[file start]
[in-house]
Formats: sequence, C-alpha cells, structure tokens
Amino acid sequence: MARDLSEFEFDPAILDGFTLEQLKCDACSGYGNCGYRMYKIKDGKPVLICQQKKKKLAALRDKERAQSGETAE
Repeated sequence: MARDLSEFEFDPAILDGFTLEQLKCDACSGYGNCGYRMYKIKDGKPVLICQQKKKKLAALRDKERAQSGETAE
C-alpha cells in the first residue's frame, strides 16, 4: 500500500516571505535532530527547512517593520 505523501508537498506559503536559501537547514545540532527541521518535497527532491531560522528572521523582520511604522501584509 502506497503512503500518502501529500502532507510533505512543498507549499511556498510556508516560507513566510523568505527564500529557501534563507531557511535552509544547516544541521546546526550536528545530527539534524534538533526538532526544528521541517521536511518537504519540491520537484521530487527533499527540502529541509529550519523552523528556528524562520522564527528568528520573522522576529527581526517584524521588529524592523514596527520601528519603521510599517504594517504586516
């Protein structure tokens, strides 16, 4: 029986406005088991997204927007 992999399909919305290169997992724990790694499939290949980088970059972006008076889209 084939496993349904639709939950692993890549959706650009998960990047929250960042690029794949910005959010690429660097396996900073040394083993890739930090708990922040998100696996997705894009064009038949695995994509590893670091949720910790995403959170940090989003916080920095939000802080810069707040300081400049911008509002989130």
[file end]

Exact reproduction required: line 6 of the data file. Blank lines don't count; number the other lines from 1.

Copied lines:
């Protein structure tokens, strides 16, 4: 029986406005088991997204927007 992999399909919305290169997992724990790694499939290949980088970059972006008076889209 084939496993349904639709939950692993890549959706650009998960990047929250960042690029794949910005959010690429660097396996900073040394083993890739930090708990922040998100696996997705894009064009038949695995994509590893670091949720910790995403959170940090989003916080920095939000802080810069707040300081400049911008509002989130």